3. The Resilience Skill: Emotional Regulation & Optimistic Equanimity

As reported in the journal Nature, one of the brain’s key roles is to scan for danger and threats. When one is spotted, our emotions work very quickly – at least 0.5 seconds before we are aware of any reaction – to get us fighting and fleeing. But most of the threats we now face in everyday life our social challenges not survival threats. This means that our emotions are likely to be all of the place – dysregulated in the lingo – even when we have no evolutionary need to be so roiled. And when we are emotionally charged, we are likely to play out old and out-dated habits and patterns that make the situation worse.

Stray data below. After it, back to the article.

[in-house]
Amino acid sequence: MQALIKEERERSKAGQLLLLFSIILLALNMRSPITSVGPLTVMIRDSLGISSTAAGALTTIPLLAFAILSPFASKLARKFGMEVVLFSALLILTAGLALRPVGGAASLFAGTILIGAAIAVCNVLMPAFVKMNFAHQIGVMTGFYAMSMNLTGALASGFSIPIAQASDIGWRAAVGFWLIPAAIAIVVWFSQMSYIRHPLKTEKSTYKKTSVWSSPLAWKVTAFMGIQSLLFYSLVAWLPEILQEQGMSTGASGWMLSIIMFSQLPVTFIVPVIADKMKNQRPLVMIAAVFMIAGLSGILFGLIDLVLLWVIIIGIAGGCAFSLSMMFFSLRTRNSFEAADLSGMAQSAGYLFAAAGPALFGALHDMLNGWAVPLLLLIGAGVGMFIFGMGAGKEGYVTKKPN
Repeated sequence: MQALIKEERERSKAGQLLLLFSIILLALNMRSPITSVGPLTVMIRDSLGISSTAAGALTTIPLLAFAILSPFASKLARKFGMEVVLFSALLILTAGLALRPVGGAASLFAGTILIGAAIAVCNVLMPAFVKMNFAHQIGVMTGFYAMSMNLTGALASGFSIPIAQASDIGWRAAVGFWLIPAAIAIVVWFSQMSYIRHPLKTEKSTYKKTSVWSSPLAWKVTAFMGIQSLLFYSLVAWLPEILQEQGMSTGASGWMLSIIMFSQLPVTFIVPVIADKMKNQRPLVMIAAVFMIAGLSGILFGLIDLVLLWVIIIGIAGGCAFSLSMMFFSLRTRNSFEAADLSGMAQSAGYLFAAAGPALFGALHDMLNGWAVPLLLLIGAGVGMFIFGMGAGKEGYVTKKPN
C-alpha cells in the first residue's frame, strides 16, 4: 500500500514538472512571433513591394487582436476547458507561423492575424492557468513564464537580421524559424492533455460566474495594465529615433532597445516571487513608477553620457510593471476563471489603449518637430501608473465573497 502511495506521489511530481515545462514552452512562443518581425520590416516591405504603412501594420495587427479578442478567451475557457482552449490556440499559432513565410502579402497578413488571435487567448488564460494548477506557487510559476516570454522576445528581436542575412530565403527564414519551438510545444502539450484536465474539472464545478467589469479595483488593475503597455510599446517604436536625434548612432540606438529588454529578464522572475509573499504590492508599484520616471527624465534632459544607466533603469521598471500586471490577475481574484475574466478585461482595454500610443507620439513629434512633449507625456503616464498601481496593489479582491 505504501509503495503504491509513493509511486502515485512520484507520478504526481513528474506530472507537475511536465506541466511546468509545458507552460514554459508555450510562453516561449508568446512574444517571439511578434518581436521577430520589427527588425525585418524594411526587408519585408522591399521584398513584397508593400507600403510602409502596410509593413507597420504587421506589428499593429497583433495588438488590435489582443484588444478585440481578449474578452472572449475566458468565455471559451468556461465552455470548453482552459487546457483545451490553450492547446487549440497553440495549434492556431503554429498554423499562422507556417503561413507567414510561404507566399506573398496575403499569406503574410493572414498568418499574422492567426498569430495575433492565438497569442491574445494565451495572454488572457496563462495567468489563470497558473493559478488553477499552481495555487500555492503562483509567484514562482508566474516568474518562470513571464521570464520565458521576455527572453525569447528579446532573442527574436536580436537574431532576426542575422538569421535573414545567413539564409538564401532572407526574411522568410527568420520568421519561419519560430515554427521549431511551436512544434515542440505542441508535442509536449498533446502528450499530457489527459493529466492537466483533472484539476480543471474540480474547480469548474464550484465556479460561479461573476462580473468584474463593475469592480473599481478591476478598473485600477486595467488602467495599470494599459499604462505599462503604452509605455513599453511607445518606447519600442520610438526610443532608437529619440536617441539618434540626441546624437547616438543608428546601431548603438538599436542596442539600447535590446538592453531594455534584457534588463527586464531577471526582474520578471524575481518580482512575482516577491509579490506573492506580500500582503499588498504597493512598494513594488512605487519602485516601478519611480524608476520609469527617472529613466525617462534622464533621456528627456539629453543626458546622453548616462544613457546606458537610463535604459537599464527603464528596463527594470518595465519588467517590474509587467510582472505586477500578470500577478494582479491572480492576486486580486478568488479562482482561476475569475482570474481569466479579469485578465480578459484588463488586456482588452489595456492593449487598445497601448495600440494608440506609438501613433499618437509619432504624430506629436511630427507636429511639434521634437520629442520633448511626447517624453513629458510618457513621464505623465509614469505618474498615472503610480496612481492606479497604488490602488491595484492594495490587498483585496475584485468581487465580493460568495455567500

Such emotional instability leads to a lot of “negative” emotions swirling around us that then wear us down. The resulting chronic stress alters the brain, reduces the creation of new neurons, suppresses new neuronal connections, changes DNA and can lead towards more severe mental health problems. We become less creative and adaptable in the moments when being flexible would be most adaptive. We lose our head just when we need them most. Without working on how to regulate your emotions effectively, you won’t be able to kick in your higher brain functions that research shows are vital. We need this wisdom to reframe issues and find opportunities  within them.vThen “either everything seems threatening (anxiety) or else nothing does (depression or burnout).”